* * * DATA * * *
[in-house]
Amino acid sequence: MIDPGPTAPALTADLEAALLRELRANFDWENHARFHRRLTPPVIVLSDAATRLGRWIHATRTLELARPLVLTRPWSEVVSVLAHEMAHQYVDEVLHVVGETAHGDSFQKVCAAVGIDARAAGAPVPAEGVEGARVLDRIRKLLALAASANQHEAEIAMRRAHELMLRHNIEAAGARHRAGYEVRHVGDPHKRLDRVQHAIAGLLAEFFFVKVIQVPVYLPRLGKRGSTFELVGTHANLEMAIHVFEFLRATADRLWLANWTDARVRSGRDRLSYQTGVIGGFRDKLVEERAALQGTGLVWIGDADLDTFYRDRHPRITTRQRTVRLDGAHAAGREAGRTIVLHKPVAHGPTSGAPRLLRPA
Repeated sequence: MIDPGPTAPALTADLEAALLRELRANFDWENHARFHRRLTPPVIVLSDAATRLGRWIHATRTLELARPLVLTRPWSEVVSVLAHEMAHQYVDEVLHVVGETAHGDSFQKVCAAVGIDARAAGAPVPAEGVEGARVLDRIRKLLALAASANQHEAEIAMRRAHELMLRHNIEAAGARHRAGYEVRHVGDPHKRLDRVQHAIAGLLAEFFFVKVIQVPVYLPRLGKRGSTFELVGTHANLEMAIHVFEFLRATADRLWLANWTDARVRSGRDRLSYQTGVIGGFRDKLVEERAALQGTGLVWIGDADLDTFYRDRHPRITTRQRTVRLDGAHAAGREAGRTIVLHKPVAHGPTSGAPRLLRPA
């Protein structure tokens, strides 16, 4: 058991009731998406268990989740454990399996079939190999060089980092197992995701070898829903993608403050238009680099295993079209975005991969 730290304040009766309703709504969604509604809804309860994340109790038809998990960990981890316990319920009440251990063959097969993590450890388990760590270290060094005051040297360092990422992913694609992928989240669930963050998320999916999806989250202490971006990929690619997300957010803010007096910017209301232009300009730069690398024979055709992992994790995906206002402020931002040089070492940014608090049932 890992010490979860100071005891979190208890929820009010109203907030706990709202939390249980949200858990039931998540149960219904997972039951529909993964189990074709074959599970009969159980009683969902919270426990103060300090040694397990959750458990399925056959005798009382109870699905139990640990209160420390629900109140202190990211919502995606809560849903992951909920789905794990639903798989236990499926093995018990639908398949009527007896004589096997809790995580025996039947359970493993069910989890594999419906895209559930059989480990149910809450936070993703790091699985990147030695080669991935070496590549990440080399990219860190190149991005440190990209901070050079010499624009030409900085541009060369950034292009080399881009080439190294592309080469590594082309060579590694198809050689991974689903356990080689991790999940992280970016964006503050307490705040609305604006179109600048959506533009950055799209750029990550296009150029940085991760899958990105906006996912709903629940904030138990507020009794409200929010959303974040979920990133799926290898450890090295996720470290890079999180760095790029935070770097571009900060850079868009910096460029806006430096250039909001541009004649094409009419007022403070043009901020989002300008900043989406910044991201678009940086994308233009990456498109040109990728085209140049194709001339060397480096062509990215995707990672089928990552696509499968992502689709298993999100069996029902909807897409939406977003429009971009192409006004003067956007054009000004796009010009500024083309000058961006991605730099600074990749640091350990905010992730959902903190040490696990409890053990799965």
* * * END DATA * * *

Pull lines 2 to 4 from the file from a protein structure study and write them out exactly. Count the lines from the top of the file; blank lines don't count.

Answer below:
Amino acid sequence: MIDPGPTAPALTADLEAALLRELRANFDWENHARFHRRLTPPVIVLSDAATRLGRWIHATRTLELARPLVLTRPWSEVVSVLAHEMAHQYVDEVLHVVGETAHGDSFQKVCAAVGIDARAAGAPVPAEGVEGARVLDRIRKLLALAASANQHEAEIAMRRAHELMLRHNIEAAGARHRAGYEVRHVGDPHKRLDRVQHAIAGLLAEFFFVKVIQVPVYLPRLGKRGSTFELVGTHANLEMAIHVFEFLRATADRLWLANWTDARVRSGRDRLSYQTGVIGGFRDKLVEERAALQGTGLVWIGDADLDTFYRDRHPRITTRQRTVRLDGAHAAGREAGRTIVLHKPVAHGPTSGAPRLLRPA
Repeated sequence: MIDPGPTAPALTADLEAALLRELRANFDWENHARFHRRLTPPVIVLSDAATRLGRWIHATRTLELARPLVLTRPWSEVVSVLAHEMAHQYVDEVLHVVGETAHGDSFQKVCAAVGIDARAAGAPVPAEGVEGARVLDRIRKLLALAASANQHEAEIAMRRAHELMLRHNIEAAGARHRAGYEVRHVGDPHKRLDRVQHAIAGLLAEFFFVKVIQVPVYLPRLGKRGSTFELVGTHANLEMAIHVFEFLRATADRLWLANWTDARVRSGRDRLSYQTGVIGGFRDKLVEERAALQGTGLVWIGDADLDTFYRDRHPRITTRQRTVRLDGAHAAGREAGRTIVLHKPVAHGPTSGAPRLLRPA
């Protein structure tokens, strides 16, 4: 058991009731998406268990989740454990399996079939190999060089980092197992995701070898829903993608403050238009680099295993079209975005991969 730290304040009766309703709504969604509604809804309860994340109790038809998990960990981890316990319920009440251990063959097969993590450890388990760590270290060094005051040297360092990422992913694609992928989240669930963050998320999916999806989250202490971006990929690619997300957010803010007096910017209301232009300009730069690398024979055709992992994790995906206002402020931002040089070492940014608090049932 890992010490979860100071005891979190208890929820009010109203907030706990709202939390249980949200858990039931998540149960219904997972039951529909993964189990074709074959599970009969159980009683969902919270426990103060300090040694397990959750458990399925056959005798009382109870699905139990640990209160420390629900109140202190990211919502995606809560849903992951909920789905794990639903798989236990499926093995018990639908398949009527007896004589096997809790995580025996039947359970493993069910989890594999419906895209559930059989480990149910809450936070993703790091699985990147030695080669991935070496590549990440080399990219860190190149991005440190990209901070050079010499624009030409900085541009060369950034292009080399881009080439190294592309080469590594082309060579590694198809050689991974689903356990080689991790999940992280970016964006503050307490705040609305604006179109600048959506533009950055799209750029990550296009150029940085991760899958990105906006996912709903629940904030138990507020009794409200929010959303974040979920990133799926290898450890090295996720470290890079999180760095790029935070770097571009900060850079868009910096460029806006430096250039909001541009004649094409009419007022403070043009901020989002300008900043989406910044991201678009940086994308233009990456498109040109990728085209140049194709001339060397480096062509990215995707990672089928990552696509499968992502689709298993999100069996029902909807897409939406977003429009971009192409006004003067956007054009000004796009010009500024083309000058961006991605730099600074990749640091350990905010992730959902903190040490696990409890053990799965």